The Most Dangerous Book You Could Read

This book is dangerous. It can literally destroy your ambition, one of the most important success traits you can have. Unfortunately, young people are the most common victims.

Every summer I travel to a small resort outside of Trakai, Lithuania to teach at the BlackSmith Camp for Liberty and Entrepreneurship. We work with fifty bright, ambitious students from over thirty-five countries. This year one girl traveled for three days from a remote village in Zimbabwe just to join us at this life-changing event.

Each year, my friend and camp organizer, Simon Black, gets frustrated by some of the attendees that have been corrupted by this book.

I hope it hasn’t tainted you too. So let’s find out.

What I want you to do is to think back to when you first read this book and answer me this…

“How did you hope your life would change after reading it?”

“Did you really expect to achieve the literal results that the title promised you?”

If so, then you too have been seduced by…

The 4-Hour Work Week.

With the wrong perspective, it could be the most dangerous book in the world to your ambitions.

Back at the camp, a few students had revealed their diabolical plans to Simon. It went something like this…

“I’m going to use the 4-Hour Work Week system so I can surf all day, play X-box all night, and work as little as possible.”


That’s not what Tim Ferriss meant.

Nor is that the life he follows.

You know why?

Because a literal 4-hour work week is a life WITHOUT meaning.

Imagine this…

…you’re a smart, energetic 22-year old kid. After reading the 4-Hour Work Week, you discover how to leverage or arbitrage your knowledge into a business. But then you take it too far and aim to make just enough money to get by while working just 4 hours per week.

Seven years come and go…then BOOM – you’re 29 years old.

You stand on the cusp of 30…having accomplished NOTHING… because you’ve drowned your ambitions in a sea of mediocrity. All this because you were chasing the “minimalist lifestyle” and a bloody 48-minute work day.

Where is the honor in that? Where would you stand in your journey to change the world? How many years would you have “designed away” in your lifestyle experiments?

It would have been a waste of what could have been the most productive decade of their lives.

Now don’t get me wrong, Tim’s ideas are solid and can make your life easier and better – and will even benefit strangers living in far away places…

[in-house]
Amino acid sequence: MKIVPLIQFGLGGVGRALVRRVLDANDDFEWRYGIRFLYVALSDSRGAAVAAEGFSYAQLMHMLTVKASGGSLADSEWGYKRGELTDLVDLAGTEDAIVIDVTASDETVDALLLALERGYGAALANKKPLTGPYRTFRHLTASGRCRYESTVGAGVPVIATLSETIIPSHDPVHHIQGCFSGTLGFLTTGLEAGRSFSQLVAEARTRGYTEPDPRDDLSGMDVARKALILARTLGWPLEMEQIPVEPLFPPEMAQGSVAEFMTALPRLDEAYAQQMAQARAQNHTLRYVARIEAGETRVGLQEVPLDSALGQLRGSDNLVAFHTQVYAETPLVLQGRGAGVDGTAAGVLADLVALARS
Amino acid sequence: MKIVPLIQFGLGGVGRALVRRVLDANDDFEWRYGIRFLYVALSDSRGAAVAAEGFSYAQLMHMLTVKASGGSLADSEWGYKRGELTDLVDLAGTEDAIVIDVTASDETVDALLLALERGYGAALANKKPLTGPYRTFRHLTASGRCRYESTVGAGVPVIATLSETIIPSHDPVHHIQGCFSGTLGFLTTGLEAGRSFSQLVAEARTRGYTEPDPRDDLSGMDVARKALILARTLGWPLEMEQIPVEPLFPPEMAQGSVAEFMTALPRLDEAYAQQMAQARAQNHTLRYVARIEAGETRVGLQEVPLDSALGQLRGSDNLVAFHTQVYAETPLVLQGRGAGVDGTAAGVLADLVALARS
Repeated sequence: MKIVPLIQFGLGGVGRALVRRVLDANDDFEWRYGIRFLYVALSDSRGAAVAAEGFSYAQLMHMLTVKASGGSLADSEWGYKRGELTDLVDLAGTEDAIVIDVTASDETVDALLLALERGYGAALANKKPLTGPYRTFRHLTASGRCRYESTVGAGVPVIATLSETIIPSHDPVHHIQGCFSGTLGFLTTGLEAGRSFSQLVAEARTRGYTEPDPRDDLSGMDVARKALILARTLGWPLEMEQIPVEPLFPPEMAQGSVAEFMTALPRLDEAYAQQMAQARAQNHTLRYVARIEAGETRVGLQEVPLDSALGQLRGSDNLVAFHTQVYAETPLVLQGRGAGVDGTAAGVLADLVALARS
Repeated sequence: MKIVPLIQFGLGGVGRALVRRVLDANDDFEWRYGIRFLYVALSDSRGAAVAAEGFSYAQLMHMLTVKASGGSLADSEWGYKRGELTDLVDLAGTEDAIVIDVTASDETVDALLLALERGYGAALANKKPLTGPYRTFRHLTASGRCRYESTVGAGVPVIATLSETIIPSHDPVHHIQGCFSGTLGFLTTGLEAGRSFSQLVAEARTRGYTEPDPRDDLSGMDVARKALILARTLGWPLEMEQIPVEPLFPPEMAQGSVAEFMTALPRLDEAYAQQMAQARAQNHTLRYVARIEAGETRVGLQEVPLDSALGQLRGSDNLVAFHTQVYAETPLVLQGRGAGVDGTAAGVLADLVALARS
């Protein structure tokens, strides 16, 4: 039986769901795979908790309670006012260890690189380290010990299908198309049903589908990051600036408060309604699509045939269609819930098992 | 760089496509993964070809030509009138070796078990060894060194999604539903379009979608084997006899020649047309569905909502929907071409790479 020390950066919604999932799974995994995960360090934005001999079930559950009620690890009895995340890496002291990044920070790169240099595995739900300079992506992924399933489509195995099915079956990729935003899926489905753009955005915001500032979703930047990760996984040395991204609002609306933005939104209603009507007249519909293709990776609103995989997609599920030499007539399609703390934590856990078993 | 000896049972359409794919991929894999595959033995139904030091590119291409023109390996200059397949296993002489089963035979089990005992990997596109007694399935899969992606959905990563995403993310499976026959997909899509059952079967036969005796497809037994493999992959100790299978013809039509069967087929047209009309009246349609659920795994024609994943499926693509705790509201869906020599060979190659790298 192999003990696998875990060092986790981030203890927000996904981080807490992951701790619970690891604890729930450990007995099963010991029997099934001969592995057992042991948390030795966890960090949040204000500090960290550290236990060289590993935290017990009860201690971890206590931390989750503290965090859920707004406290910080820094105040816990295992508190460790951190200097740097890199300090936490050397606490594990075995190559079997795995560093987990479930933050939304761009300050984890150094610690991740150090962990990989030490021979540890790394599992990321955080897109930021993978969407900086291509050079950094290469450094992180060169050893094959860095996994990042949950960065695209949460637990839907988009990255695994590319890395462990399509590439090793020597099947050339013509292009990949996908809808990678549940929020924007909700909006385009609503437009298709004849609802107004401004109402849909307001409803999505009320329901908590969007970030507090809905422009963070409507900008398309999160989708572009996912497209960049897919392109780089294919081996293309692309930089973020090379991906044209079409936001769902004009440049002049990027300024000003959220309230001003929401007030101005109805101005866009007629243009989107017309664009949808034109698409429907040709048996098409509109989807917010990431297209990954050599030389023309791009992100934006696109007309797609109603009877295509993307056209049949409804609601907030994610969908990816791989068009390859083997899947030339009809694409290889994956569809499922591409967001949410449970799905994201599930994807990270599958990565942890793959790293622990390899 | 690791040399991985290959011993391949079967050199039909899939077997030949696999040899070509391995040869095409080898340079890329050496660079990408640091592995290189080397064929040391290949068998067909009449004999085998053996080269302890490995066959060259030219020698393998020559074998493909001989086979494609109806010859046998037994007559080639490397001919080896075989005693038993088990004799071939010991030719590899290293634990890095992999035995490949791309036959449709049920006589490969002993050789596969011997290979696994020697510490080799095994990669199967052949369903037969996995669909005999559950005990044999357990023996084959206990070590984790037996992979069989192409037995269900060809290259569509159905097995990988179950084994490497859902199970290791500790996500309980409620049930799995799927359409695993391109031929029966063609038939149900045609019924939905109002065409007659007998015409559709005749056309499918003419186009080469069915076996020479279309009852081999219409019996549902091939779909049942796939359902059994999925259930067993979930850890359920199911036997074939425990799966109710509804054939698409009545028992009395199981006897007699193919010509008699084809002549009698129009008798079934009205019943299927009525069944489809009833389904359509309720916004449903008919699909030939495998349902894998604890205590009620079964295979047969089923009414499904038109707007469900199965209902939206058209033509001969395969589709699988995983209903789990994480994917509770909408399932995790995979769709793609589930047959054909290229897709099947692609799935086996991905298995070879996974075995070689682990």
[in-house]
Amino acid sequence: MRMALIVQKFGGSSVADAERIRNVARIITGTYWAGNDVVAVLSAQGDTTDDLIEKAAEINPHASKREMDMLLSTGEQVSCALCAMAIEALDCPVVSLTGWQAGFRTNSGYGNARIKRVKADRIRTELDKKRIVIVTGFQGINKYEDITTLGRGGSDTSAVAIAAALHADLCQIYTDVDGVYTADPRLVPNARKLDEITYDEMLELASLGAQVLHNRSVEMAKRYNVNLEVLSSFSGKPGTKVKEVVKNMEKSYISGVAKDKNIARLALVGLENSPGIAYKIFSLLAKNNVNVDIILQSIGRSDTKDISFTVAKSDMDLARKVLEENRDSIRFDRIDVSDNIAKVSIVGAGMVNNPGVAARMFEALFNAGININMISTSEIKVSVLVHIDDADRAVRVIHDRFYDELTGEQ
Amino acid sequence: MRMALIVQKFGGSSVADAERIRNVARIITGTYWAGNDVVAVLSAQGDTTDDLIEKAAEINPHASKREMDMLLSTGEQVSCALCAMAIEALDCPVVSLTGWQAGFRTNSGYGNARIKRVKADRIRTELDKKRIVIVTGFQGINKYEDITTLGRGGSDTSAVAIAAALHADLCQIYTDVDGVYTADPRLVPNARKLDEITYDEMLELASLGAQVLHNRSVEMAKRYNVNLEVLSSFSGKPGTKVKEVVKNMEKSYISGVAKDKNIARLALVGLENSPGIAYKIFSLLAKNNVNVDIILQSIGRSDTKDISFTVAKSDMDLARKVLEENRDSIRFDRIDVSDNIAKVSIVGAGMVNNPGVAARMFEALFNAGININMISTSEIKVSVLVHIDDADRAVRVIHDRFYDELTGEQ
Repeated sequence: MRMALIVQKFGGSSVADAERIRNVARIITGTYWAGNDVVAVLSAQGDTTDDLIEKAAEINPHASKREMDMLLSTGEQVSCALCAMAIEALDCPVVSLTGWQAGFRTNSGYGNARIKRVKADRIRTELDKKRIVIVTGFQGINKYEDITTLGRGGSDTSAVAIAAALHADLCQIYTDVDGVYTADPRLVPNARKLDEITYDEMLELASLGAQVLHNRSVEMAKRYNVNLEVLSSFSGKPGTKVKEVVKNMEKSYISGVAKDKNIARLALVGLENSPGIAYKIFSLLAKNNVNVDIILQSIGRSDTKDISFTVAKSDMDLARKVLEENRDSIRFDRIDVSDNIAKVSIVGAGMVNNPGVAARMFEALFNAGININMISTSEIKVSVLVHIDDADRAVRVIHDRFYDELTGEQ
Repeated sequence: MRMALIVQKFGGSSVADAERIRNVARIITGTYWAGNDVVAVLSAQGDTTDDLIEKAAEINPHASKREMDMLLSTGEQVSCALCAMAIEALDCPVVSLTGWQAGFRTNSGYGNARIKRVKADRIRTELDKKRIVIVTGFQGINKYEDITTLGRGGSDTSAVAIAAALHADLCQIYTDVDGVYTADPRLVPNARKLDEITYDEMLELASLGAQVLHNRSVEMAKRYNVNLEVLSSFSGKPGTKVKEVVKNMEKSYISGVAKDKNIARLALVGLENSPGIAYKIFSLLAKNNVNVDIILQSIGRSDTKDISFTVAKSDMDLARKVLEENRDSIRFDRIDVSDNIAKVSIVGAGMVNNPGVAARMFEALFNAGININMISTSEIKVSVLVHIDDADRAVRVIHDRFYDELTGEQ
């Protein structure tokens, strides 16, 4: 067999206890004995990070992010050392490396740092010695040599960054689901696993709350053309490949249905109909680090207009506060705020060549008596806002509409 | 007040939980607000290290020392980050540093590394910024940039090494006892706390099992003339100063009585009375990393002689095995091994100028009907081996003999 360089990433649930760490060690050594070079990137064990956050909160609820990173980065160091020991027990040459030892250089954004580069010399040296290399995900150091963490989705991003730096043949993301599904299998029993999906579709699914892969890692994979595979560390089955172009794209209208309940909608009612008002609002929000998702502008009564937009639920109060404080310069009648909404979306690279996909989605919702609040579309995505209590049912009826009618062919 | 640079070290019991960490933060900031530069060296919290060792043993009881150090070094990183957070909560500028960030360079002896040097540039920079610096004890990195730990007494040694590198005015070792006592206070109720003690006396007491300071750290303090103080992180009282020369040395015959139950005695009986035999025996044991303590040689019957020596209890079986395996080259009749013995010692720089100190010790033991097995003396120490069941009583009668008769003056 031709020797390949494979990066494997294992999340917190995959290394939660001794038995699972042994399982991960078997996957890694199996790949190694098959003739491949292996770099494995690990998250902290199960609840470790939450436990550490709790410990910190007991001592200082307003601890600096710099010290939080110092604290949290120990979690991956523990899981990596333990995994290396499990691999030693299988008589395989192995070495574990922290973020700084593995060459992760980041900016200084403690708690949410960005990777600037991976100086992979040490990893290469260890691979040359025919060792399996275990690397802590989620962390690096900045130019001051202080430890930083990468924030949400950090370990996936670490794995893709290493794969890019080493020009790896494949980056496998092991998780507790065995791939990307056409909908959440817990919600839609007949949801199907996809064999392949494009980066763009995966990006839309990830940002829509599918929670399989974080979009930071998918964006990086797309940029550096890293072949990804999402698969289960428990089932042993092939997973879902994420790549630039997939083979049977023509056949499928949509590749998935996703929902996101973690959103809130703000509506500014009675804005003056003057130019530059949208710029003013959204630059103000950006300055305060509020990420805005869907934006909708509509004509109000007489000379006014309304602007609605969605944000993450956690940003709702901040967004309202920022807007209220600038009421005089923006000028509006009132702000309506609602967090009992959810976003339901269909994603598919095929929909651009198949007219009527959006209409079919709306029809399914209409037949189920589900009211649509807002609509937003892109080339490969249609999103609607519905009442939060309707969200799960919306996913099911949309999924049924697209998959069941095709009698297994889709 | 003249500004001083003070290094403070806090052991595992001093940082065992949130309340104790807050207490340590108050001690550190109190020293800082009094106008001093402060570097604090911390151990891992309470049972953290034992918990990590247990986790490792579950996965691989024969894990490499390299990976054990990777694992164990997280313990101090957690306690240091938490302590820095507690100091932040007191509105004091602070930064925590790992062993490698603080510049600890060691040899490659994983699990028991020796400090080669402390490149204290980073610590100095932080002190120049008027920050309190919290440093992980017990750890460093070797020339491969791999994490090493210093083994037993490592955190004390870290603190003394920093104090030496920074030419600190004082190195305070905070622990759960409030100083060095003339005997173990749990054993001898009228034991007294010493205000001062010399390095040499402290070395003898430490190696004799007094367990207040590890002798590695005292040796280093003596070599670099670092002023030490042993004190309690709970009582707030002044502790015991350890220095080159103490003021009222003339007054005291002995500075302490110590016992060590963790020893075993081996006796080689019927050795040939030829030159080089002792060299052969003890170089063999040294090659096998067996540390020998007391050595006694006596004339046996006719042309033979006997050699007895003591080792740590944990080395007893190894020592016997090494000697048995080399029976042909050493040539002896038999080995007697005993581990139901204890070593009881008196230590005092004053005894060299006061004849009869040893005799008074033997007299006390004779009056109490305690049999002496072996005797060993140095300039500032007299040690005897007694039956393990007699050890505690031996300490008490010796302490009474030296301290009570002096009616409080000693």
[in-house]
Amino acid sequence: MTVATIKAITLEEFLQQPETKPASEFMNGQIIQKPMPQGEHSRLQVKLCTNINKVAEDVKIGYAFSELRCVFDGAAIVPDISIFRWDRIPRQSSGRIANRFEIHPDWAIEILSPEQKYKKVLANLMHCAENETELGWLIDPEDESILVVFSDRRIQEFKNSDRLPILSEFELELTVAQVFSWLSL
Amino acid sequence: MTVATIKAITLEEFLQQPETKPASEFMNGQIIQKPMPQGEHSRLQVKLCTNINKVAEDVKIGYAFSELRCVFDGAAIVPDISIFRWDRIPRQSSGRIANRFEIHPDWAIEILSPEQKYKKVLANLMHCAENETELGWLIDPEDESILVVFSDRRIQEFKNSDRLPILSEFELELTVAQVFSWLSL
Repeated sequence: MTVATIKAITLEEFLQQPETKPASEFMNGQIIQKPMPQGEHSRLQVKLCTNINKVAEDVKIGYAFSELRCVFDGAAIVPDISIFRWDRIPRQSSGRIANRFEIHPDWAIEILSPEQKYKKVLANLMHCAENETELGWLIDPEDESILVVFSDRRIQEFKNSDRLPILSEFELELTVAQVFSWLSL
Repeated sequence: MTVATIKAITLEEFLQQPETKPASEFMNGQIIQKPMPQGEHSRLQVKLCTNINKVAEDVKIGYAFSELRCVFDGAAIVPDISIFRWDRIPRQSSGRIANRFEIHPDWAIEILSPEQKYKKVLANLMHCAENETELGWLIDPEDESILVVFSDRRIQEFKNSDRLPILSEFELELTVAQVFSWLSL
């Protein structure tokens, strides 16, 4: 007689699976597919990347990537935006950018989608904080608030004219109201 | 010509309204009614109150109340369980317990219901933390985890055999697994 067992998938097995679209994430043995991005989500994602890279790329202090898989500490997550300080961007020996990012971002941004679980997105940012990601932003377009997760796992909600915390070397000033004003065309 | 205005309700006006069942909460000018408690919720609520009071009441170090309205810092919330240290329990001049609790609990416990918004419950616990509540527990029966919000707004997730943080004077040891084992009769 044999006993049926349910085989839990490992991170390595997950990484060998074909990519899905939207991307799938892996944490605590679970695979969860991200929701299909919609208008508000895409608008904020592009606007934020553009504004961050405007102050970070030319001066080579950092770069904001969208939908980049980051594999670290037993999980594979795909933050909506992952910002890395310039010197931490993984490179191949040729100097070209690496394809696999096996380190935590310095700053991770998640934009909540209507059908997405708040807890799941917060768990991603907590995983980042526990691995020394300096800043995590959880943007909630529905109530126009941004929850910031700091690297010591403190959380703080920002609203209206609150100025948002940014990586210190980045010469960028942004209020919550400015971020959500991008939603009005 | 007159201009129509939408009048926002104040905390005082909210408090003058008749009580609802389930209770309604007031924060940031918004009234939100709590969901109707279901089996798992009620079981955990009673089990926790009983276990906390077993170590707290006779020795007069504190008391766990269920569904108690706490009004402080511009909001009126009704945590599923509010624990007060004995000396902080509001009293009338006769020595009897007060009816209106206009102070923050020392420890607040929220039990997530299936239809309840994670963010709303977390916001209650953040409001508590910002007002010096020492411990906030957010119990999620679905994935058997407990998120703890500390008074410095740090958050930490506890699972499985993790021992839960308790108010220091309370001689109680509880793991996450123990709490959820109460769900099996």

That said, I guarantee there’s no Early to Rise reader working just 4 hours per week.

…And if you do only work 4 hours per week, you’re either:

A) No longer a value adder to the world


B) Unemployed and also not adding value to the world

So that’s why The 4-Hour Work Week can be the most dangerous book you could ever read.

It should come with a WARNING label, one that says…

“Do NOT take this book title literally. If you do, you will waste your life. Instead, use these ideas wisely in order to generate MORE value to the world.”

But the book spawned a movement – one that has taken on a life of its own – and has the potential to crush your dreams.

That’s right, CRUSH your TRUE dreams rather than helping you achieve them.

This movement is stealing value from the world because too many people are looking for an excuse to do nothing – and to be proud of it.

The Value Extractor Movement (VEM) will kill you.

It encourages VEMmers to work as little as possible all day – as if THAT were an honorable way of living.

It tells you to lock your talents up in a toolbox and keep them hidden from the world.

Its seductive siren call sings in your ear, “Forget all of the people you could be helping…work less…do less…BE LESS.”

And worst of all:

“Expect something for nothing.”

And that’s wrong.

Flat out wrong.

Let me ask you something…

Do you know what happens to a lot of people when they retire?

What happens to them when they stop adding value to the world?

They die.

Inside and outside.

And being a part of the VEMmer movement will kill your soul and dreams, too.

A 4-hour work week might not seem like such a bad idea now…

…because of the struggles you’re going through today. You feel like you’ll never be able to enjoy a 40-hour work week, let alone one of only 4-hours.

Right now you feel like you’re working or studying all the time in a hardscrabble existence…as you struggle to build your business…perhaps as you work two jobs…and as you worry about losing them.

That’s why the 4-Hour Work Week sounds so seductive.

But you know what?

The way you are living, fighting, and working today is better.

Yours is the honorable way to live because you’re finding a way to add value to the world.

So trust me…

…there will come a time when you breakthrough and achieve more success than you’ve ever dreamed of. And that’s when it will be tempting to become complacent. To stop working so hard. To stop adding value.